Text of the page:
Mysteries of the Eyebrow

BG Essay

5 29 2012

CATHERINE DESPONT PONDERS THE ACCENT MARKS OF THE FACE

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The eyebrows are the semaphore flags of the face. The slightest gesture from these small ribbons of hair signals a vast range of emotions, and yet, the brows also lend themselves to more fickle statements. Fast-growing, altered in minutes, and capable of dramatic effect, the hair on our foreheads belongs to personal whim and seasonal fashion more than anything else on our bodies.

Few things do more to transform a face. Brows add definition to eyes and proportion to facial structure. They can balance out prominent features and accentuate minor ones. They emphasize expressions from the clownish to the vampiric and suggest attitudes anywhere from the innocent to the professional. A little like salt, the eyebrow brings out the character around it.

"Mysteries of the Eyebrow"Still, for all its effect, the eyebrow rarely calls attention to itself. Often, it’s only when they go wrong, or go missing, that we notice them at all. Change them in any way, and people are guaranteed to register a difference, but without guessing what was done. On days when I’ve shaded them darker, people have asked if I’ve lost weight or dyed my hair. When I don’t groom them, I get asked if I’m tired. But remove them entirely, and we start to look alien, asexual. In the movies, the brow-less are monstrous, moribund, antisocial and occasionally hyper astute — as though the absence were a sign of some searing internal intensity.

In China, where face-reading is a popular form of fortune-telling, dark, smooth, full brows are considered a sign of good nature and strong moral fabric. And, as the proud owner of dark ones, I tend to agree. I admire fine, featherlike arches, but I generally prefer a bolder pair. There is something irreproachable about the professionally cured — like good cashmere, a neat twinset above your eyes will cover just about any occasion. But the natural look strikes me as womanly. I think a full pair suggests thoughts brewing beneath, and maybe some mischief. The gently groomed seem youthful and carefree — spontaneous when paired with a look that’s more put together.

You might not think you have a strong eyebrow ethic, but try setting yours to words, and you’re bound to stir up discussion. In fact, every culture has its eyebrow philosophy, and in comparison, ours is historically tame. In ancient Rome, where brows were considered a sign of intelligence, they were darkened and extended almost clear across the middle. In pharaonic Egypt, whenever cats died, their owners shaved their eyebrows in mourning. Brows were highly valued in Greece, and the brow-bereft wore goat-hair “falsies.” In Japan, until the mid-1800s, women typically plucked them off and smudged two cloudlike ovals at the top of their foreheads. In India, they were tamed with dexterously manipulated thread. In Persia, where little of a woman was seen behind her veil, they were celebrated in poetry. In Europe, from the Middle Ages through the Elizabethan era, when a clean brow was considered pious, they were plucked entirely. And in the eighteenth century, when powdered wigs were in fashion, women briefly took to gluing on gray mouse hair.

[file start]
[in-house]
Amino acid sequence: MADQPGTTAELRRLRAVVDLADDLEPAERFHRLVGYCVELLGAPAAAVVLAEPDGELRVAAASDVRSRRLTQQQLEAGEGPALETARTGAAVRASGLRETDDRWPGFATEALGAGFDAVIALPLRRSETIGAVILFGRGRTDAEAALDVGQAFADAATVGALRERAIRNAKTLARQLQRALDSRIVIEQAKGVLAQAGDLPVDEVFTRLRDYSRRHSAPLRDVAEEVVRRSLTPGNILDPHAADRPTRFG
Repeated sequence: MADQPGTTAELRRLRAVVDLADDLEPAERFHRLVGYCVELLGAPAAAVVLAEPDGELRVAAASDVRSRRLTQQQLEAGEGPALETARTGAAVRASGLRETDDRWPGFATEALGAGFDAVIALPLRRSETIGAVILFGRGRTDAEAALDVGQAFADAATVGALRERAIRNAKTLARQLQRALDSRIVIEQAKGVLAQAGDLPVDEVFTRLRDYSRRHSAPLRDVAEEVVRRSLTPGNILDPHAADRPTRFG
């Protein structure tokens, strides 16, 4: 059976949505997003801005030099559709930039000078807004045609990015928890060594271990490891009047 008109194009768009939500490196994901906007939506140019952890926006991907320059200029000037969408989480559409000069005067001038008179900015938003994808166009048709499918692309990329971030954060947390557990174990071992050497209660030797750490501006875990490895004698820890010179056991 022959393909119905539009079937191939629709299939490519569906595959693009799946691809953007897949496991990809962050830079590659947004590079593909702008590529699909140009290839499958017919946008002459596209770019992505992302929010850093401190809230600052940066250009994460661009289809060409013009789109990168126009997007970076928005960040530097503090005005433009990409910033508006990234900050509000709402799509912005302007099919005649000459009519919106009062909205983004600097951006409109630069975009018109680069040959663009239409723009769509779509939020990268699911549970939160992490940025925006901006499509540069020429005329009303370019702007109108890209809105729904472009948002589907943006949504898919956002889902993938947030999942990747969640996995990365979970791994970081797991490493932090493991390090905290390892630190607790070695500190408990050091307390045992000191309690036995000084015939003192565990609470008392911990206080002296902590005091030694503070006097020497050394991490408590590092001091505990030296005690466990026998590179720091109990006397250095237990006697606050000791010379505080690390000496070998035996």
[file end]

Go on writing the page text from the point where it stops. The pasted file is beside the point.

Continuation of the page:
Whatever your approach, it’s likely you have a coming-of-age story. Though I keep them minimal now — tweezers on the wayward strays, a little pencil to even out the rest — I was more ambitious in my youth. At thirteen, I was sneaking mascara and wearing cherry-flavor ChapStick®, but I remember the moment I realized I needed less, not more, to achieve a grown-up- Catherine Despont look. I noticed them one weekend, while watching the Turner Classic Movies channel — flocks of elegant arcs like razor-thin birds flying in the distance, and boldly tweezed away. The move was considered radical in my ninth grade; it provoked comments from classmates and teachers alike. They were puzzled, skeptical. Did I actually think they looked good? I couldn’t say they were an improvement. The shape itself wasn’t so bad, but as anyone knows, you can’t judge an eyebrow out of context. Maybe I didn’t look better, but I was definitely transformed — and I never took their power for granted again.

Since then, I’ve experimented with dark Italianate arches and feathery flower-child patches. I’ve grown out caterpillars worthy of a natural history museum, but I’ve also had them professionally trimmed. My moods, my jobs, my current wardrobe, all get paired with eyebrows. Even if I go out without makeup, I make sure to brush them.

There seems to be a renaissance in brow awareness at the moment. They get regular mentions in beauty routines. And few people will raise one if you tell them you’re going to visit a brow “guru” for the price of a very respectable haircut. In fact, you’re much more likely to be admonished for taking things into your own hands. If it’s hard to pinpoint a generalized trend, you could say that brow style has joined the cult of the individual and entered the arena of specialists, like custom jeans and one-of-a-kind vintage. All expertise aside, nothing’s more original than the natural. BG

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Catherine Despont considers history’s most memorable eyebrows. 

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Catherine Despont
CATHERINE DESPONT, who writes about eyebrows in this issue, likes to keep her look natural (within reason). She writes about art, design and clothing. She just finished her first novel.

 

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